As most of the wiring is under the baseboard it is advisable to wear protective glasses when working under the board because of off cuts of wire and even solder could fall on you causing a great danger to your eyes and face. A good light sourse is also a good help. 

When using Peco streamline points there can be a problem with the metal wheels shorting on the frogs so it is advisable to use insulated fishplates as shown below


Acknowledgement to  for the very useful drawing 


If your layout has long lengths of track it is advisable to 'feed' the track in several positions to eliminate any volts drop along the rails.  Try to keep the cables straight and tidy using either holes throught the base board framework or screw hooks and cable ties to hold them together making it easier to trace and record the routes of each wire. It is important to use as many colours of wire as you can of the correct to ensure a good job.

 The tools required are a good quality wire cutter, a wire stripper, connector blocks (often known as 'chocolate blocks'), small screw driver, and a soldering iron, plus solder.



  A quick and easy way to check that power is reaching the track.

Works on both DC and DCC

Available from all good model shops and mail order from Gaugemaster and train-tech

Part Code   TT1 

Price  £5.00  (January 2016) 



Using ribbon cable is a neat way to wire low current connections


The type of wire is PVC covered multi-stranded copper wire with a minimum size of 7/0.2 (that is 7 strands - each strand being 0.2 inches thick). Use large sizes, for example 16/0.2 or larger for high current uses like point motors to inprove performance.





Lots of colours are required so the route of each wire can be recorded to assist fault finding at a later date.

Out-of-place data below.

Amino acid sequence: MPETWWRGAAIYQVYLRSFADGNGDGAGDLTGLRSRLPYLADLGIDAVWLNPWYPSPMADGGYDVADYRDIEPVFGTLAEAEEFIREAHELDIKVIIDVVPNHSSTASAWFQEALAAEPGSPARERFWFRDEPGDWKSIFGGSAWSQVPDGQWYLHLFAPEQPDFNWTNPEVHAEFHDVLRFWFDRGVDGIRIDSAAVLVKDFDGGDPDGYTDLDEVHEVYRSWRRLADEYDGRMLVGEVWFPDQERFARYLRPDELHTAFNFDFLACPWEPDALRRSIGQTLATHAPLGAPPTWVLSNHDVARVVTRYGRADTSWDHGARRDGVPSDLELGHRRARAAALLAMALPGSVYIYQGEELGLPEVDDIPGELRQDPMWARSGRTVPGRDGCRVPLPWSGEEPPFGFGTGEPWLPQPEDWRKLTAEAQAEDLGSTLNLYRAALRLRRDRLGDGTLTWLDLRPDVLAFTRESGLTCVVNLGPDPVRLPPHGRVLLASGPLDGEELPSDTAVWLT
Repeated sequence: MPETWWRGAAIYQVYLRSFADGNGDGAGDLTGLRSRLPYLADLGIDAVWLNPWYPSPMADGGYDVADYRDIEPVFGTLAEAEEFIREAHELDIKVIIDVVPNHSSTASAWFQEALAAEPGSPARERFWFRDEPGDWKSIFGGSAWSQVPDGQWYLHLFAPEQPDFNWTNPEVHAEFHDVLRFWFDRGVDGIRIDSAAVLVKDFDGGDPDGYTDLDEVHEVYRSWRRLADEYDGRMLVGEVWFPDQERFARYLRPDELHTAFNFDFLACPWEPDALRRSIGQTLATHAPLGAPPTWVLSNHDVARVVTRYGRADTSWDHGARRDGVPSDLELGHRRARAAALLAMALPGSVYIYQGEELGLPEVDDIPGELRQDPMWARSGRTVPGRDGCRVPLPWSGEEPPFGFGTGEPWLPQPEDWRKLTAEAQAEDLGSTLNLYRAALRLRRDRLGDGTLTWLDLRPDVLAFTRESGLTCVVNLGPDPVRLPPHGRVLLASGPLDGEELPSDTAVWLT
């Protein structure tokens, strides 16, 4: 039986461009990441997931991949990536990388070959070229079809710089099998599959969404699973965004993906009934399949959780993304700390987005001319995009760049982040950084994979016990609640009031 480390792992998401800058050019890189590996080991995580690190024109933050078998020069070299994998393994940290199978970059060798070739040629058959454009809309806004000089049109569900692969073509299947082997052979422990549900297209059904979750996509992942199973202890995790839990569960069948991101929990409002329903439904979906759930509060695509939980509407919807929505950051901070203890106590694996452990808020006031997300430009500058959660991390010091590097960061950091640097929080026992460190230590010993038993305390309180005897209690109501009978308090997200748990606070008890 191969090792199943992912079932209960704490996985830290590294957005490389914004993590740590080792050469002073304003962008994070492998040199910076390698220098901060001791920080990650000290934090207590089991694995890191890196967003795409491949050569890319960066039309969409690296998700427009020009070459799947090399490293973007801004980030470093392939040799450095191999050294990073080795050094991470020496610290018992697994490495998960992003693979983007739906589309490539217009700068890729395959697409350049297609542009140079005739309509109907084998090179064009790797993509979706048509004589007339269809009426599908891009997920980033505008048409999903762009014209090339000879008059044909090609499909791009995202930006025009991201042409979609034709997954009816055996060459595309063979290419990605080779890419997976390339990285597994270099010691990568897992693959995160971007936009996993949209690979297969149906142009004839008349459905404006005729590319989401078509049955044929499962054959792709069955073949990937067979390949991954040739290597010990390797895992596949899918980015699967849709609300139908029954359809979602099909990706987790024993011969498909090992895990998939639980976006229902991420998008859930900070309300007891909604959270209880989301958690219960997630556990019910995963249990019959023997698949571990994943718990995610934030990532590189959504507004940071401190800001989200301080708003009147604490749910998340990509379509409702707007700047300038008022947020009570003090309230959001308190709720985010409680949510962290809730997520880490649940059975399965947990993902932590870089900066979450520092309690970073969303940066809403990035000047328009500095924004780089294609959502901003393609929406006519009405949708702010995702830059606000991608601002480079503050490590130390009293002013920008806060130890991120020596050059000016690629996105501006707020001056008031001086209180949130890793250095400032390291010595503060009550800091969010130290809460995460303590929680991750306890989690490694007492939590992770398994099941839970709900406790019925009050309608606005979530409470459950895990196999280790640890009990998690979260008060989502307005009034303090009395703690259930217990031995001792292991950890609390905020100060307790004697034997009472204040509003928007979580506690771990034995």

Use plastic connector blocks to join wires labeling each wire as you go. Because the wires are clamped under screws the position of each wire can be altered easily.  Then record what you are doing and test as go rather than test at the end.




Other forms of terminal blocks are available.



Use 'spiral wrap to keep wires tidy.




An alternative connection system is using snap connectors that are used in the car industry and known as 'Scotchlocks' which are quick and easy to use but once used cannot be altered without cutting out the wires.







Soldering is the art of joining metal together so it is an essential art to learn when building a model railway.  Wire have to be connected to each other and to items like track so lets have a look at the art of soldering. 
The material surfaces (wires, rails  &/or tags) being soldered together must be prepared and be clean. With solder melting at around 170 degrees a soldering iron has to raise the temperature of the materials above this figure to ensure the solder flows and joins all materials together. It is important to add flux to the jount to help the solder flow. The flux can be added before the solder is applied or use solder with the flux built into it.  
The main tool required is a good soldering iron which come in different sizes and wattages; the size being small for small electrical joints to large when soldering larger pieces of metal together. Below are a few items which are available from any good model or electrical outlet.

This is the basic soldering iron which is a heating element at one end with a copper bit attached and a handle at the other end. This one plugs into a mains socket but they are also available to run on 12 volts.




Because the iron gets very hot it would be wise to invest in one of these stands.

The iron is put into the spring part to keep is safe.

The sponge on the base is kept damp and is used to wipe the hot tip of the copper bit during use.




An alternative to above is a soldering station. These are a complete unit including a base unit with a soldering iron, a holder and sponge.

In aditiion most of these unit have a control for the temperature of the tip.

Although cost more than  seperate pieces they are best if you are expecting do a lot of soldering.


 Solder is a mixture of tin and lead although an alternative to lead is now available.  The solder is packaged on reels of difference sizes and weight.

To help clean and assist the solder to flow a small amount of flux is required which is a mild acid. 

The eaasy way to solder is to use solder with the flux included and known as 'Multicore Solder'.